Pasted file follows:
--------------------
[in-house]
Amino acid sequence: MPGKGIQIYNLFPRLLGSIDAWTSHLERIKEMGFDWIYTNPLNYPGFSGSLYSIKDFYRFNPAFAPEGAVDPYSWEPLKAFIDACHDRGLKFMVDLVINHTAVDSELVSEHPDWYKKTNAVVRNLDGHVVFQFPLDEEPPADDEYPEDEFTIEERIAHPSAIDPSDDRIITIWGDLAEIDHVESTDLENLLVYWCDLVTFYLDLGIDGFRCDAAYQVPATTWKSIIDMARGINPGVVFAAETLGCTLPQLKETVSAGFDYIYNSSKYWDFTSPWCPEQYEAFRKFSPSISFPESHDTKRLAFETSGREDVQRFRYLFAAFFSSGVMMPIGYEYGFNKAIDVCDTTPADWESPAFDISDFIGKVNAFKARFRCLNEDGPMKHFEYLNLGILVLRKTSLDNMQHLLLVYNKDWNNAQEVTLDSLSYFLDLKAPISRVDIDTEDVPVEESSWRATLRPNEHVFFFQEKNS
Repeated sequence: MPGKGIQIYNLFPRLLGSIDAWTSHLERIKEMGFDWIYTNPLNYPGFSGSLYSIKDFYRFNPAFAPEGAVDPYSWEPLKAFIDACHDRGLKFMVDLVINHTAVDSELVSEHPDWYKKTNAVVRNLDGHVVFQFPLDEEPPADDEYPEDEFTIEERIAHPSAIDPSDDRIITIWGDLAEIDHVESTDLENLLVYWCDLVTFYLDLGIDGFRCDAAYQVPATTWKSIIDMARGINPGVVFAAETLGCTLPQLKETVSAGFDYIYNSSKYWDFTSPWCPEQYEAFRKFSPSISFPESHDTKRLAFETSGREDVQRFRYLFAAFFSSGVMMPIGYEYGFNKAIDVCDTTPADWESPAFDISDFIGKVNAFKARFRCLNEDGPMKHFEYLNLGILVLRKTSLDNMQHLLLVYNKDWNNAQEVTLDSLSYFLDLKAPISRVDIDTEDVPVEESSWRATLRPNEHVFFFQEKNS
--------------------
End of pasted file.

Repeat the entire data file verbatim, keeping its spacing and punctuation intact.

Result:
[in-house]
Amino acid sequence: MPGKGIQIYNLFPRLLGSIDAWTSHLERIKEMGFDWIYTNPLNYPGFSGSLYSIKDFYRFNPAFAPEGAVDPYSWEPLKAFIDACHDRGLKFMVDLVINHTAVDSELVSEHPDWYKKTNAVVRNLDGHVVFQFPLDEEPPADDEYPEDEFTIEERIAHPSAIDPSDDRIITIWGDLAEIDHVESTDLENLLVYWCDLVTFYLDLGIDGFRCDAAYQVPATTWKSIIDMARGINPGVVFAAETLGCTLPQLKETVSAGFDYIYNSSKYWDFTSPWCPEQYEAFRKFSPSISFPESHDTKRLAFETSGREDVQRFRYLFAAFFSSGVMMPIGYEYGFNKAIDVCDTTPADWESPAFDISDFIGKVNAFKARFRCLNEDGPMKHFEYLNLGILVLRKTSLDNMQHLLLVYNKDWNNAQEVTLDSLSYFLDLKAPISRVDIDTEDVPVEESSWRATLRPNEHVFFFQEKNS
Repeated sequence: MPGKGIQIYNLFPRLLGSIDAWTSHLERIKEMGFDWIYTNPLNYPGFSGSLYSIKDFYRFNPAFAPEGAVDPYSWEPLKAFIDACHDRGLKFMVDLVINHTAVDSELVSEHPDWYKKTNAVVRNLDGHVVFQFPLDEEPPADDEYPEDEFTIEERIAHPSAIDPSDDRIITIWGDLAEIDHVESTDLENLLVYWCDLVTFYLDLGIDGFRCDAAYQVPATTWKSIIDMARGINPGVVFAAETLGCTLPQLKETVSAGFDYIYNSSKYWDFTSPWCPEQYEAFRKFSPSISFPESHDTKRLAFETSGREDVQRFRYLFAAFFSSGVMMPIGYEYGFNKAIDVCDTTPADWESPAFDISDFIGKVNAFKARFRCLNEDGPMKHFEYLNLGILVLRKTSLDNMQHLLLVYNKDWNNAQEVTLDSLSYFLDLKAPISRVDIDTEDVPVEESSWRATLRPNEHVFFFQEKNS